Luke tells us of the unique situation in which Jesus comes into this world: the first born son to parents who are not married; a mother who was very young, a father who was descended from King David; a child born on the side of the road placed in a feeding trough for animals.

Through these particulars, Luke makes it so clear that we’re not dealing with superstars or demigods, but with a very human family.

If you think Mary and Joseph had it easy or lived a fairy tale, you got it all wrong. Their family was one with their own issues, fears and possibilities.

But, as we heard tonight, God stepped in and did something for this family that God is so good at doing: God gave them hope; a child who would bring blessings upon his mother, lift up the lowly and fulfill promises made throughout the generations.

It doesn’t stop there. Another kind of family receives hope, a family created by hard work and long hours: shepherds in a field.

In the dark of night, when most people were asleep, hope comes to this motley family of manual workers. “Do not be afraid” they’re told. “This day a Savior, the Messiah, has been born, and God has given you a sign.”

Joyful songs break through the night and this man-made family of shepherds makes their way to where the family of Jesus is.

Seeing Emmanuel, God is With Us, must have given them so much hope. After all, if the Messiah could come to them as “One of Us” then their own lives could not be seen as lowly or despised.

They share what they’ve experienced with Mary and Joseph; the hope between these two kinds of families brightens the night.

Then, another kind of family appears: a family of faith. 8 days after Jesus is born, he’s brought to the Temple where he is circumcised and named.

More then just events, these were signs that he had an identity and was accepted into the covenant community of faith, and the hope that Jesus brings extends out, as we later see in folk like Simeon and Anna.

Hope, through the birth of a child enters into the life of a seemingly hopeless family, radiates out into a group of folk stuck in a hopeless job and spills into a family of faith through which God has promised to bring hope to the entire world.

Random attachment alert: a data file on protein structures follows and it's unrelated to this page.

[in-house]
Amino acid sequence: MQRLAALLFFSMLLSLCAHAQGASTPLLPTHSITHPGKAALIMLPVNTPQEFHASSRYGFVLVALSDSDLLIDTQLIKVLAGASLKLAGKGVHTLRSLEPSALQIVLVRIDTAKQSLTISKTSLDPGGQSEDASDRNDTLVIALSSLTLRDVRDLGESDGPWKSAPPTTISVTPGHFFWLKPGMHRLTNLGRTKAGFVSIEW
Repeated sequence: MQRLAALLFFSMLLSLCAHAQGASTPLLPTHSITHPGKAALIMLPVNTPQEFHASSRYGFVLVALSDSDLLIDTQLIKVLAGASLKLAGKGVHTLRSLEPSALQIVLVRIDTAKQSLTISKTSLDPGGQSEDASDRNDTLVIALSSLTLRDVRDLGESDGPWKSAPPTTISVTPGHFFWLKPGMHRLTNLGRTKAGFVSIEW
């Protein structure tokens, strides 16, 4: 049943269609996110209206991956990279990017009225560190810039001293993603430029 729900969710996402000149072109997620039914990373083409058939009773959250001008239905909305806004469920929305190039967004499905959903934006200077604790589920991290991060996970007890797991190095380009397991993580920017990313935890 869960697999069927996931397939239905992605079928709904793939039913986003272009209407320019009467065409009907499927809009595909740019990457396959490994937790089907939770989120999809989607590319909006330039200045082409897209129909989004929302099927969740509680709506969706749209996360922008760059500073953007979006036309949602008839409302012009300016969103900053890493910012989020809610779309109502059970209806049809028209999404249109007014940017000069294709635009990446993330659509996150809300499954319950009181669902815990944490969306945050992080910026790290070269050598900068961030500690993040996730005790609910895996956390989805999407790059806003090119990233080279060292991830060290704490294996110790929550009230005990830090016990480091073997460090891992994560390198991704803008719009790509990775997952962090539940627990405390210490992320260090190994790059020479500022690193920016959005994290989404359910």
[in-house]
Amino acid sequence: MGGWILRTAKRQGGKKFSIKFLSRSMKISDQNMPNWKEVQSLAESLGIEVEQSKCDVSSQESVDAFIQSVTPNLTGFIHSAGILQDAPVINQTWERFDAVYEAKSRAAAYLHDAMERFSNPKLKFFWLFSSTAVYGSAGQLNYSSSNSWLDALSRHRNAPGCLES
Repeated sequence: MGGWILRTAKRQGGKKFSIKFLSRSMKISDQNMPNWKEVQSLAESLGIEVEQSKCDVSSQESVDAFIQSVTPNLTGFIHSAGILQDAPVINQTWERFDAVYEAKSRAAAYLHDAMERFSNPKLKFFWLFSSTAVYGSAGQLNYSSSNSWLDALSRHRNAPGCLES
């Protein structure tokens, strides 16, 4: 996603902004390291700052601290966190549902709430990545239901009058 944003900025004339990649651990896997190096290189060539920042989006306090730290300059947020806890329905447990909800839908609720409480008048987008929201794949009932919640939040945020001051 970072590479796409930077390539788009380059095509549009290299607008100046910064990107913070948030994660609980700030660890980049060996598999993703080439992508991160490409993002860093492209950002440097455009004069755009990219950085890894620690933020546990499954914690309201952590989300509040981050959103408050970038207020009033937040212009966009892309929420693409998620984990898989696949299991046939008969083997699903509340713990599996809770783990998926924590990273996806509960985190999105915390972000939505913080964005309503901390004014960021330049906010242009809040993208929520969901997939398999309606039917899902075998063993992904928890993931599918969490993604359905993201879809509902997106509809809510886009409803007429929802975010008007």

Immanuel, God is with Us, becomes a reality, ushering wholeness and healing upon all of God’s people.

So tonight, as signs of hope fill this place, as we gather together, away from the elements and fears of night, I ask: how do we, as one kind of family, embrace this hope?

For we are called to do more then just celebrate the goodness of hope that has entered into our lives, but to share and to be that hope with others.

One way we do that is when we say “No matter who you are or where you are on life’s journey, you are welcome here.”

Though we do not always live up to this statement, we try and we are constantly being challenged in what that welcome means, what it looks like and how it is done.

Because we try, our acts of welcome become one way in which the hope of Jesus is shared with others.

What are the other ways?

This Christmas, let us embrace the fact that we are a family, a family of faith that has been gathered to hear the hope and share that hope with others.

Let us, through the Holy Spirit, discern ways to be that hope to families that are dealing with realities that can threaten to wipe hope away.

Let us embrace and celebrate that the gift that has been given through the birth of Jesus Christ is a hope that will continue to change the world, one family and one community at a time.

Because when we hope, we are hoping with God, and beyond the gifts of dolls and toys, hope is a powerful gift.

Blessing be to God for being so, so good, for the Holy Spirit for leading us to places we could never imagine and for Jesus Christ, whose birth we celebrate tonight.

Amen and amen.